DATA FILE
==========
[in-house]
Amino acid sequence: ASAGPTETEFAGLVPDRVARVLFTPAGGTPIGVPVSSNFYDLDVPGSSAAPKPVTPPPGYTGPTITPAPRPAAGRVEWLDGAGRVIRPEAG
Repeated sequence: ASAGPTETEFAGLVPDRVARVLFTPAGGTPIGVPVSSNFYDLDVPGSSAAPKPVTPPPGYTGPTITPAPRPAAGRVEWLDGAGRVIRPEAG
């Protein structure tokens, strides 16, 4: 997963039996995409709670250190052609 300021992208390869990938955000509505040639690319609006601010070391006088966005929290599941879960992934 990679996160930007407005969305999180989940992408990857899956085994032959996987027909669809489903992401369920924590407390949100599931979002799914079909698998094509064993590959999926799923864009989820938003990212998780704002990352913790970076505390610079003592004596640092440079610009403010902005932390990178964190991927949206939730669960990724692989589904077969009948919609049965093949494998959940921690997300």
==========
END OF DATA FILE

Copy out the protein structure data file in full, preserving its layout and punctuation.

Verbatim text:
[in-house]
Amino acid sequence: ASAGPTETEFAGLVPDRVARVLFTPAGGTPIGVPVSSNFYDLDVPGSSAAPKPVTPPPGYTGPTITPAPRPAAGRVEWLDGAGRVIRPEAG
Repeated sequence: ASAGPTETEFAGLVPDRVARVLFTPAGGTPIGVPVSSNFYDLDVPGSSAAPKPVTPPPGYTGPTITPAPRPAAGRVEWLDGAGRVIRPEAG
């Protein structure tokens, strides 16, 4: 997963039996995409709670250190052609 300021992208390869990938955000509505040639690319609006601010070391006088966005929290599941879960992934 990679996160930007407005969305999180989940992408990857899956085994032959996987027909669809489903992401369920924590407390949100599931979002799914079909698998094509064993590959999926799923864009989820938003990212998780704002990352913790970076505390610079003592004596640092440079610009403010902005932390990178964190991927949206939730669960990724692989589904077969009948919609049965093949494998959940921690997300």